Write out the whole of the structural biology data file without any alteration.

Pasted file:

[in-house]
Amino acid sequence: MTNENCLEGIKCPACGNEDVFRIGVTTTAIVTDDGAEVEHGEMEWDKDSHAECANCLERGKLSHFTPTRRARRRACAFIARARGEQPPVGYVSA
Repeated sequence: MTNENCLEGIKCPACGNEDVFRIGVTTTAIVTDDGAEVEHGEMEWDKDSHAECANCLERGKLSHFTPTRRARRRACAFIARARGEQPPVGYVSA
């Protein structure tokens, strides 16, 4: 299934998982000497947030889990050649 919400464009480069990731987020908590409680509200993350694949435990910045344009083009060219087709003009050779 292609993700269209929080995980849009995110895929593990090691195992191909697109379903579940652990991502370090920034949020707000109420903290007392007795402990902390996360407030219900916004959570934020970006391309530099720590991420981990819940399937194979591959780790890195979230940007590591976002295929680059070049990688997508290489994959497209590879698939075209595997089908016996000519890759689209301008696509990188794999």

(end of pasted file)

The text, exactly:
[in-house]
Amino acid sequence: MTNENCLEGIKCPACGNEDVFRIGVTTTAIVTDDGAEVEHGEMEWDKDSHAECANCLERGKLSHFTPTRRARRRACAFIARARGEQPPVGYVSA
Repeated sequence: MTNENCLEGIKCPACGNEDVFRIGVTTTAIVTDDGAEVEHGEMEWDKDSHAECANCLERGKLSHFTPTRRARRRACAFIARARGEQPPVGYVSA
């Protein structure tokens, strides 16, 4: 299934998982000497947030889990050649 919400464009480069990731987020908590409680509200993350694949435990910045344009083009060219087709003009050779 292609993700269209929080995980849009995110895929593990090691195992191909697109379903579940652990991502370090920034949020707000109420903290007392007795402990902390996360407030219900916004959570934020970006391309530099720590991420981990819940399937194979591959780790890195979230940007590591976002295929680059070049990688997508290489994959497209590879698939075209595997089908016996000519890759689209301008696509990188794999």